• Institutionalized mentoring based on a program: The contact is established through intermediaries, the mentoring is a systematic accompaniment of the mentees. The formalization adds to the seriousness and official recognition of the relationship.
Internal or external
  • Internal mentoring: Within an organization (e.g. company), members are placed with one another. Usually not hierarchical.
  • External mentoring: cross-organizational. Is also used in addition to internal mentoring. Because of the absence of internal company hierarchies, those involved have more leeway.
Individually or in groups
  • Individual mentoring (tandem mentoring): exclusive one-on-one relationship between mentor and mentee. A distinction can be made between the forms of equal-gender (same-sex tandems) and cross- gender (mixed-sex tandems).
  • Group mentoring (team mentoring): Supervision of a group of mentees by a mentor.
Special forms
  • Cross-mentoring: a special form of external mentoring: from two different organizations or industries, non-hierarchical mentoring tandems are formed. Mentors are men and women from the other company. Most of the company alliances are managed by an external cross-mentoring consulting agency. This takes care of the company contacts, the workshop program and the tandem formation. The size of the companies involved and their structures are irrelevant. Cross-mentoring is most commonly used as a career program for young female executives. But there are also cross-mentoring programs in which men and women can participate as mentees.
  • e-mentoring: mainly online, e.g. B. as mentoring in internet forums .
  • Peer mentoring: Mentoring among equals / peers, often in groups.
  • WoMentoring: Mentoring by women for women

Quality standards

The Forum Mentoring e. V. has defined quality standards for mentoring programs. The criteria are divided into minimum criteria, which must be present, and additional criteria, which refer to a differentiated program. The catalog of criteria can be used for self-evaluation of mentoring programs and for orientation when designing new programs.

The German Society for Mentoring e. V. (DGM) is committed to the quality assurance of mentoring offers and measures. For this purpose, she has developed quality criteria and a certification procedure based on years of experience and research in the field of mentoring. DGM members and other interested trainers and organizations can have their mentoring programs certified according to DGM quality standards.

See also


  • Arne Burda, H.-Hugo Kremer, Frederik G. Pferdt: Mentoring model Paderborn (MeMoPad) - concept and first experiences. In: Journal for University Development - ZFHE. Volume 2, No. 4 2007, pp. 79-95.
  • Frank Edelkraut; Nele Graf: The mentor - role, expectations, reality . Pabst Science Publishers, 2011, ISBN 978-3-89967-723-2 .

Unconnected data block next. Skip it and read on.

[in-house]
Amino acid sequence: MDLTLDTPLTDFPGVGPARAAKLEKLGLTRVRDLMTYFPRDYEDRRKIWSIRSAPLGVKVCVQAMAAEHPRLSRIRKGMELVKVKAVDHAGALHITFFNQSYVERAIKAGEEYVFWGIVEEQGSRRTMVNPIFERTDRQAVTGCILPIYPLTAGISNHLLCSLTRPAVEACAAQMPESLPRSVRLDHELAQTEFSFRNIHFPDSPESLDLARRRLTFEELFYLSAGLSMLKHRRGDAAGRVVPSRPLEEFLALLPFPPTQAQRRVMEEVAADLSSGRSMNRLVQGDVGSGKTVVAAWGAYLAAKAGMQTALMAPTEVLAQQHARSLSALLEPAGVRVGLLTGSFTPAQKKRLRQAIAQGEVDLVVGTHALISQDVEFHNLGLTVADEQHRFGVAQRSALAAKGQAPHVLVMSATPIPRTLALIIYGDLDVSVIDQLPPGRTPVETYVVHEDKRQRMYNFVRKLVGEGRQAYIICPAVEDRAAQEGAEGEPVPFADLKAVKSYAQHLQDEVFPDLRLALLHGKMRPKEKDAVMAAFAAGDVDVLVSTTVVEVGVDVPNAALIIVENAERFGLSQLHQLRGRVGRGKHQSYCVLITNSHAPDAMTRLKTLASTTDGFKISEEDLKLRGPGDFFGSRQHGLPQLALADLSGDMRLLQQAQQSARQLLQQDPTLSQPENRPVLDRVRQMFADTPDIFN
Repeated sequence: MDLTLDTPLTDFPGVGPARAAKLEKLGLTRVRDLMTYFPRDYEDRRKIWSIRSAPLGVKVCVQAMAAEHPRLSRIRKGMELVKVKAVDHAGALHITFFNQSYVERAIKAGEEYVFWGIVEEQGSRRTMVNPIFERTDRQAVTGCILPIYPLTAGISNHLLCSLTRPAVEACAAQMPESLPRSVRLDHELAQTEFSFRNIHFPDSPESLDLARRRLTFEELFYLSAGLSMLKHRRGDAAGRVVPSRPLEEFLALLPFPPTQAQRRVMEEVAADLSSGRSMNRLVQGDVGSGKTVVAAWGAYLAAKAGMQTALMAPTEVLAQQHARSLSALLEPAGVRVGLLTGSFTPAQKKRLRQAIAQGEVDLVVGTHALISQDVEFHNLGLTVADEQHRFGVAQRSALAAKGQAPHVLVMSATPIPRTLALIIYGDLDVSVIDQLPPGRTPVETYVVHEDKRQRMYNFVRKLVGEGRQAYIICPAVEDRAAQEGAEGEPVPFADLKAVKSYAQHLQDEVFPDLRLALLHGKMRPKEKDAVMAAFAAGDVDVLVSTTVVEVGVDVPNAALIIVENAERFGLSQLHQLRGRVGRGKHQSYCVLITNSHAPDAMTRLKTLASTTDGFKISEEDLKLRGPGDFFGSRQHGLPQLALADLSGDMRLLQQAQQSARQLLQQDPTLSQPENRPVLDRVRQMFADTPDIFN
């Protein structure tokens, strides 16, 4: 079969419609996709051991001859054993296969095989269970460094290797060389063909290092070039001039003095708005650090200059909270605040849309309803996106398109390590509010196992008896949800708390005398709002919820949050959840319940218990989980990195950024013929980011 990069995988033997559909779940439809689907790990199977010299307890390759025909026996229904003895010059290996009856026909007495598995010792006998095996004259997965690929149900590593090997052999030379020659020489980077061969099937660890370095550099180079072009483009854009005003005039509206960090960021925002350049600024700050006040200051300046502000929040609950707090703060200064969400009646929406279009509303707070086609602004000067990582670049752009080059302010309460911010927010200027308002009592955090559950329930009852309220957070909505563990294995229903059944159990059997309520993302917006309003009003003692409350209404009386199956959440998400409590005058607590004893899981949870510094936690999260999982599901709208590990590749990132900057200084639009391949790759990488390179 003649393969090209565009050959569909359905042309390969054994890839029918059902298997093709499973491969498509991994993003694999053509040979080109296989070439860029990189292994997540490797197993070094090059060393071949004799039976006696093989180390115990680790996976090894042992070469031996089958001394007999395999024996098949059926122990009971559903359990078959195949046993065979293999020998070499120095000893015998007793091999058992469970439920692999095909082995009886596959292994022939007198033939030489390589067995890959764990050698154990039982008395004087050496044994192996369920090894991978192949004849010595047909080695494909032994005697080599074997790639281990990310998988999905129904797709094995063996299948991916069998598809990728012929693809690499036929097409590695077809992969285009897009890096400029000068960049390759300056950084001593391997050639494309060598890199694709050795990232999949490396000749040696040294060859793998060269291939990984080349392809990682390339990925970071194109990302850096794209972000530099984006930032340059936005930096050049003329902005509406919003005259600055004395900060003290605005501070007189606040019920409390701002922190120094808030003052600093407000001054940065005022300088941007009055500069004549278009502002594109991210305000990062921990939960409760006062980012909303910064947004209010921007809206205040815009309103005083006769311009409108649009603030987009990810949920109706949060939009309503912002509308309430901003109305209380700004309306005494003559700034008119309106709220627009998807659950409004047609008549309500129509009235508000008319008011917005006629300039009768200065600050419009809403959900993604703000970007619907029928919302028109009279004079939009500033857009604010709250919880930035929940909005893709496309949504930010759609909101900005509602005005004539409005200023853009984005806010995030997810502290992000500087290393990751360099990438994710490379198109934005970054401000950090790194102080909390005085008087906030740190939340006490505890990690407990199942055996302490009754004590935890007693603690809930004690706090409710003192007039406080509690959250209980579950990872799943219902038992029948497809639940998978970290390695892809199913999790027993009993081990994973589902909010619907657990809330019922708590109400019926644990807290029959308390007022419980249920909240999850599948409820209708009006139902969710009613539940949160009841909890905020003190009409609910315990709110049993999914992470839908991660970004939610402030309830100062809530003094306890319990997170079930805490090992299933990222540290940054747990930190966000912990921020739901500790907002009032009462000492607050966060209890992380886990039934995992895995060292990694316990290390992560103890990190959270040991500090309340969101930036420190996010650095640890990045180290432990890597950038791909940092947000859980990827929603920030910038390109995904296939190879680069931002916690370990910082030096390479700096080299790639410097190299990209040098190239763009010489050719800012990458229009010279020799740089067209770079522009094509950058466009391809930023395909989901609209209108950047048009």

• Frank Edelkraut: How mentoring promotes trust. 2014. online.
  • Astrid Franzke, Helga Gotzmann (Hrsg.): Mentoring as a competitive factor for universities - structural approaches to implementation. 2006.
  • Nele Graf, Frank Edelkraut: Mentoring - The practical book for HR managers and entrepreneurs. SpringerGabler, 2013, ISBN 978-3-658-02169-6 .
  • Neele Haasen: mentoring. Personal career advancement as a success concept . Heyne, Munich 2001, ISBN 3-453-18069-0 .
  • W. Brad Johnson, Charles R. Ridley: The Elements of Mentoring . Revised edition. Palgrave Macmillan, New York 2008, ISBN 978-0-230-61364-5 . Book Description (English) at Verlag.
  • Kathy Kram: Mentoring at work. Developmental relationships in organizational life . Scott, Foresman and Company, Glenview 1985, ISBN 0-673-15617-6 .
  • Sibylle Peters: Accompanying personnel development through mentoring. 2nd Edition. Hampp, Mering 2006, ISBN 3-86618-045-4 .
  • Belle Rose Ragins, Kathy E. Kram (Eds.): The Handbook of Mentoring at Work: Theory, Research, and Practice . Sage Publications, 2007, ISBN 978-1-4129-1669-1 . ( Book Description in English at the publisher ).
  • Vera Richert: Mentoring and Lifelong Learning. Individual knowledge management in the information age . Müller, Saarbrücken 2006, ISBN 3-86550-975-4 .
  • H. Stöger, A. Ziegler, D. Schimk (Eds.): Mentoring: Theoretical Backgrounds, Empirical Findings and Practical Applications . Pabst, Lengerich / Berlin / Vienna 2009, ISBN 978-3-89967-543-6 .
  • Peter Weber: Business Mentoring. Managers as internal consultants in turbulent times. A practical guide for mentors, mentees and personnel developers . Maori, Herdecke 2004, ISBN 3-931943-06-2 .
  • Rebecca Wingels: Diversity Mentoring. Recognize the differences that make a difference. In: Iris Koall (Ed.): Diversity outlooks. Managing diversity between ethics, profit and anti-discrimination . Lit, Münster 2007, ISBN 978-3-8258-9745-1 .

Individual evidence

  1. GeDiCap Wiki, Cross-Mentoring-Networks, Link ( Memento of March 4, 2016 in the Internet Archive ), last accessed on August 10, 2015.
  2. ^ Homepage Mentorinnennetzwerk, last accessed on August 10, 2015,
  3. Katja Michel: Women in management positions: The women question. In: January 2, 2020, accessed January 4, 2020 .
  4. What is a Peer Mentor? ( Memento from June 12, 2015 in the Internet Archive ) (accessed June 11, 2015)
  5. ↑ Apply now: mentoring for young female managers. In: The Standard. Retrieved March 5, 2019 .
  6. ^ Forum Mentoring e. V .: Quality standards in mentoring (PDF download).
  7. German Society for Mentoring e. V .: German Society for Mentoring e. V. In: Retrieved June 30, 2016 .